Today in British Understatement

[ 125 ] July 6, 2016 |

Chilcot says there was no need to go to war in March 2003.”

And . . .

“Blair “overestimated his ability” to influence US decisions on Iraq.”

“the inquiry does not accept Blair’s claim that it was impossible to predict post-invasion problems”.

“Blair presented the intelligence about Iraq’s WMD “with a certainty that was not justified”.”

Who would have thunk it?

Brexit: The Continuing Fallout

[ 168 ] July 2, 2016 |

moon

When the NYT runs a series of stories about the cross between East Enders and Game of Thrones that British politics has become, it’s somewhat serious.

As part of the expert-sourced fear mongering in the run in to the referendum vote, one concern was that the financial services industry in London would haemorrhage jobs to some alternative location in the European Union. The response from the Leave Campaign was, of course, all rainbows and unicorns and lovely, sweet magical fairy dust. Well, turns out that a critical component of an already shaky economic foundation in Britain will lose jobs:

I spoke this week to several high-ranking executives at major financial institutions that collectively employ tens of thousands in London. While none of them have any immediate plans to move their European headquarters from Britain’s capital, all agreed they would eventually shift a significant number of highly paid employees to cities that remain in the European Union.

One executive in charge of relocation (who like the others, spoke only on condition of anonymity because of the political sensitivity of the issue) said the percentage of employees in his firm who might be required to move ranged from 10 percent to 40 percent. “Multiply that throughout the industry and it’s tens of thousands of people and their families,” he said. “And bear in mind that most of these people are millionaires.”

Helpfully, the NYT has graded the contenders for the next London here. Surprisingly, Amsterdam comes out on top, narrowly edging out Frankfort.

The NYT also has an at-times funny treatment on Boris here.

Labour are still engaged in a potentially fatal game of chicken. Tis is probably not an optimal strategy for establishing your bonafides as a government in waiting. And John McDonnell is making about as much coherent sense as the dreamiest of the Leave campaigners:

Amid the confusion, McDonnell used his speech to try and present a coherent Labour plan for a post-Brexit future, calling for the UK to remain in the EU single market and for the financial services industry to keep its privileged “passported” trading status.

However, the shadow chancellor appeared to dismiss the idea of the party seeking to block departure from the EU, saying: “The people have spoken and their decision must be respected.”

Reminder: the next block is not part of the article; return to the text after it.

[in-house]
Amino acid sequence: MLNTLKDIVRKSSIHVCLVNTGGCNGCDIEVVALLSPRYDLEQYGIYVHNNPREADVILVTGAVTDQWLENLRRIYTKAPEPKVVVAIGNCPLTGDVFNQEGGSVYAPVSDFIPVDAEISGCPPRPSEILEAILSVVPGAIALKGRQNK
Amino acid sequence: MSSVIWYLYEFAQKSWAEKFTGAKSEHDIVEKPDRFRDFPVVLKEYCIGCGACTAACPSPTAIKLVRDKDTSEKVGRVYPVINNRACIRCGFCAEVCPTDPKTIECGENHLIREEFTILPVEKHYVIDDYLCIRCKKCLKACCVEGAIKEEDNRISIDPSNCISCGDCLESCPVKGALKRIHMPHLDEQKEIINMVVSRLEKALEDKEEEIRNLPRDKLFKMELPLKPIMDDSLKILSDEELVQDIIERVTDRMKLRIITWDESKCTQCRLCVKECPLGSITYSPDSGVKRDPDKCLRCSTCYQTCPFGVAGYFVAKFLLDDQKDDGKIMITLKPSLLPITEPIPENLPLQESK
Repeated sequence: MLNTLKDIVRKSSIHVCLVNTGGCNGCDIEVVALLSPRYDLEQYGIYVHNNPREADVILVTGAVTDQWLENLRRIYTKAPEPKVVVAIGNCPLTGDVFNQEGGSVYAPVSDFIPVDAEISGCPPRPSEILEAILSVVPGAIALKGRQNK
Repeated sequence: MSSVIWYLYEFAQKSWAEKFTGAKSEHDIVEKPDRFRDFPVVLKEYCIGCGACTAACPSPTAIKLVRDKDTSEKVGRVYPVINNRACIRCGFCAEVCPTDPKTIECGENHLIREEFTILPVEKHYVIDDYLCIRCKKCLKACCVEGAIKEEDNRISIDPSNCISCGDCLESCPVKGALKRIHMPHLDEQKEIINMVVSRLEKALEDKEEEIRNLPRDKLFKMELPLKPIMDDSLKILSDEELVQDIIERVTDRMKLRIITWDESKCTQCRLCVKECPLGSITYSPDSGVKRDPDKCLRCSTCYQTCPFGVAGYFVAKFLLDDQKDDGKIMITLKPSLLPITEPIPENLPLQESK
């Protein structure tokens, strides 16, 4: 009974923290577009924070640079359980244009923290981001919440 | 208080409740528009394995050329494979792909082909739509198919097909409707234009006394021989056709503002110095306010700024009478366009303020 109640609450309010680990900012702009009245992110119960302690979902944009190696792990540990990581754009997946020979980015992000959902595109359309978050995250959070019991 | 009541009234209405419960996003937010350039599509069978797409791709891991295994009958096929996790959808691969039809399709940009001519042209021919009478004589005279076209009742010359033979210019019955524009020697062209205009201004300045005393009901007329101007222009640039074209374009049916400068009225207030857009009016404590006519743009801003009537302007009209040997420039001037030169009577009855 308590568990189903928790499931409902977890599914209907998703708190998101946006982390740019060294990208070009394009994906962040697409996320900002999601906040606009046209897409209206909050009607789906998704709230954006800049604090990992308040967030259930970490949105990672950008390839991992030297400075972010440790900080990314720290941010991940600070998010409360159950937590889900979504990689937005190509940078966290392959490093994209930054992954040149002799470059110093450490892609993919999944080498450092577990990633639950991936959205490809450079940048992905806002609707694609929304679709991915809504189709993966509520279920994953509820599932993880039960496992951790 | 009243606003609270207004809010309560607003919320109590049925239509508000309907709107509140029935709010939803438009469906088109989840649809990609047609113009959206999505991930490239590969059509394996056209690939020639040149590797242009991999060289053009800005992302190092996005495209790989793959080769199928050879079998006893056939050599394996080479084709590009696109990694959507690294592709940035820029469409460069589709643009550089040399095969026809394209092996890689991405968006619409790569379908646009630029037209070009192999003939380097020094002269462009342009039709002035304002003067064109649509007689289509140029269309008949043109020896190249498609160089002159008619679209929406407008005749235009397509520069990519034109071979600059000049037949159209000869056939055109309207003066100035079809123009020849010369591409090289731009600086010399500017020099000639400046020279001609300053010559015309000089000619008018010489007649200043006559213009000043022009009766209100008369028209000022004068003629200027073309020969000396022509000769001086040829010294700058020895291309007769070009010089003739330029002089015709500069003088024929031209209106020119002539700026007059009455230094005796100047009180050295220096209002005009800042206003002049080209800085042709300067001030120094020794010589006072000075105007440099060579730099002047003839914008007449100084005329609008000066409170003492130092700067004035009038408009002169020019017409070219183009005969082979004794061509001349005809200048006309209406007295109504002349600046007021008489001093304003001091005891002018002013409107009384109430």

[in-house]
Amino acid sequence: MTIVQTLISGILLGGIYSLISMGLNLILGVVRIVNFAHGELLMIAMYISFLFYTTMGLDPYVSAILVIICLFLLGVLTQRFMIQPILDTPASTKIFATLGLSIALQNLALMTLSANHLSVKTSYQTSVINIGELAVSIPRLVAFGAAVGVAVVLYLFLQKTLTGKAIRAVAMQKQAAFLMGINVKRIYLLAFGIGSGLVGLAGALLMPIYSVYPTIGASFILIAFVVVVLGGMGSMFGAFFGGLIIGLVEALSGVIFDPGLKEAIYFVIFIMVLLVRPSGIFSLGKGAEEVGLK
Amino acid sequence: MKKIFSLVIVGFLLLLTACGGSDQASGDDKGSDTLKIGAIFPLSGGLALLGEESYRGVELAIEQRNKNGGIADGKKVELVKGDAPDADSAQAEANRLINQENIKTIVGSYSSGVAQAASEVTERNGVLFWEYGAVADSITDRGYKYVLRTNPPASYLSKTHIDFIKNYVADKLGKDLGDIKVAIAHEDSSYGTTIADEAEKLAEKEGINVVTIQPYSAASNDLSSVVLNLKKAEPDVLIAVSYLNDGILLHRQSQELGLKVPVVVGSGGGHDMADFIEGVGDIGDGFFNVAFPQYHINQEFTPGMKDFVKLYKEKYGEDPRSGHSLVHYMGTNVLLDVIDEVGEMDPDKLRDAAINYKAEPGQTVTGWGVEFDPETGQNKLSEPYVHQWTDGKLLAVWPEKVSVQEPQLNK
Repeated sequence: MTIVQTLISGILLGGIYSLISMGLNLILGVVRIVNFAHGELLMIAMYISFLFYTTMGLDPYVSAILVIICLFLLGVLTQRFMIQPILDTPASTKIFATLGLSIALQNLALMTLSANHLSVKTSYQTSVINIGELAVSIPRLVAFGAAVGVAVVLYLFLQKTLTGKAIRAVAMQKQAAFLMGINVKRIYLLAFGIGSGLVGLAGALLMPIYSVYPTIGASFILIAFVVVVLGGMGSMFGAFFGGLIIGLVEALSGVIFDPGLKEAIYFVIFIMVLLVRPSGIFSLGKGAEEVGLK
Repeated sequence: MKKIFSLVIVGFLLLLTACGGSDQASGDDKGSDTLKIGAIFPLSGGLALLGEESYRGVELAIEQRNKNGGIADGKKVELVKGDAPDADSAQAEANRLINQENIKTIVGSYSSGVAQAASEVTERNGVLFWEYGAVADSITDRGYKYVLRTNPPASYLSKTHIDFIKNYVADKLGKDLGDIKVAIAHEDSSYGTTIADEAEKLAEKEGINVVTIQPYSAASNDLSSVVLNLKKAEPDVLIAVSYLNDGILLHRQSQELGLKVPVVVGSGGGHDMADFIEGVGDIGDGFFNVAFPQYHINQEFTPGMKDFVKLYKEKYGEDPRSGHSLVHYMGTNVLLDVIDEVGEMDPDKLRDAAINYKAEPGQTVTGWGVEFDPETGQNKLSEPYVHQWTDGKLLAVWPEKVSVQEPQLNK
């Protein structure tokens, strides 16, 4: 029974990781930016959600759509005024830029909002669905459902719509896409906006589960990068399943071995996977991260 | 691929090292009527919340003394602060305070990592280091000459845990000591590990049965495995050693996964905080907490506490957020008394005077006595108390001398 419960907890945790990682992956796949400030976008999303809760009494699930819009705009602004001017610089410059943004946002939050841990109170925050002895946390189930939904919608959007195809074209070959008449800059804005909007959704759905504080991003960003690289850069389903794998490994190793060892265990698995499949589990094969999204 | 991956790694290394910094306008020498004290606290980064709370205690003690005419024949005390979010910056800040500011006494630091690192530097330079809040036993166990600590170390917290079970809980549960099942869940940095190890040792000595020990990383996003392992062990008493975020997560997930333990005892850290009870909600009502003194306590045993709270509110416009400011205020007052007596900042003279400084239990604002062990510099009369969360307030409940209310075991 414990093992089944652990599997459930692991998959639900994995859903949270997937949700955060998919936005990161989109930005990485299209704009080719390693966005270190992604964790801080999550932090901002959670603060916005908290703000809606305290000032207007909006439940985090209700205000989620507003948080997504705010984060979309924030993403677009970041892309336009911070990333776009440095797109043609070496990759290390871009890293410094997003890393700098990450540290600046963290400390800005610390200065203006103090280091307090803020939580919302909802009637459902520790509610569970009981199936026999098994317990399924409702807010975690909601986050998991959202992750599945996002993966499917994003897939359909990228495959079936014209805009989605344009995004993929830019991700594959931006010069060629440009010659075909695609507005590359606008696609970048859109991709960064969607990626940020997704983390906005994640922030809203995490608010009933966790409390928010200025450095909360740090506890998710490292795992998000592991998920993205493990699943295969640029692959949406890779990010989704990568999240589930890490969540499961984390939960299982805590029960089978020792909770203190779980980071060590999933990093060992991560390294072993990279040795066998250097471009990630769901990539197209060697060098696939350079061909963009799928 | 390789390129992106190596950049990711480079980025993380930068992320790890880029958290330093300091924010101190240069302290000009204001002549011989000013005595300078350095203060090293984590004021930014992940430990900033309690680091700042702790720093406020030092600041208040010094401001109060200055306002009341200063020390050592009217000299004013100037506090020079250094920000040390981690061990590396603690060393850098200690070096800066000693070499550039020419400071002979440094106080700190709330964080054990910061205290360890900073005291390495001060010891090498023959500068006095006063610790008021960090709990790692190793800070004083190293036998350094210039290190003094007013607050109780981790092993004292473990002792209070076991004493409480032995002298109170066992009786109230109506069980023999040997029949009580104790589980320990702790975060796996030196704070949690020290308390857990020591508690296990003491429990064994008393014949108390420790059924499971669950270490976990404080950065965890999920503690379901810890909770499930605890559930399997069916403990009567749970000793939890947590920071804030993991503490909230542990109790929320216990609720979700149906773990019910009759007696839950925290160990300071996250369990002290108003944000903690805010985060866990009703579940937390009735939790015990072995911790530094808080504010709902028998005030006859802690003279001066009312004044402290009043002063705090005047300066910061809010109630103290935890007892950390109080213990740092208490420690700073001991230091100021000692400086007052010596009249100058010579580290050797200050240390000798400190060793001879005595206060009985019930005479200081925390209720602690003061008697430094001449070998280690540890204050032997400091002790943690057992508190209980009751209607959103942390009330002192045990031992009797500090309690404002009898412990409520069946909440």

He also predicted that Brexit would end unrestricted travel and employment for EU nationals in the UK. “Let’s be absolutely clear on the immigration issue,” McDonnell said. “If Britain leaves the European Union, the free movement of people, of labour, will then come to an end.”

Sorry, mate, you’re not going to get to cherry-pick the best bits of EU membership without having the bits you don’t like.

Theresa May is going to be Britain’s next PM. She was beating the crap out of Boris a couple days ago, and now is well ahead of Mr. Charisma.  At least until things change.

In the week since the vote, hate crimes have overwhelmingly increased. It’s ugly out there. I’ve heard anecdotal stories from people I know as well that range from low-level abuse and harassment to worse.

But, it’s not all bad news. The march of Wales inexplicably continues, having defeated Belgium 3-1 last night.

 

Random Musings on the Continuing British Fiasco

[ 362 ] June 30, 2016 |

Conservative Party Chief Whip Michael Gove addresses delegates on the final day of the annual Conservative Party Conference in Birmingham, central England, on October 1, 2014. Talk of treason cast a shadow over Britain's Conservative party conference this week, where gossip raged over who might be next to defect to the anti-EU UK Independence Party (UKIP). AFP PHOTO / OLI SCARFF (Photo credit should read OLI SCARFF/AFP/Getty Images)

Michael Gove has joined the cast of thousands vying to be the next Conservative Party leader, hence Prime Minister.  Seriously. Yesterday while enjoying a pint or several with fellow bemused Labourites, we figured Gove was the next Chancellor of the Exchequer in a Boris government. After all, he screwed up education and alienated all the teachers, then messed up the justice system, so why not have a crack at what’s left of the economy?

His personal path of destruction has loftier ambitions.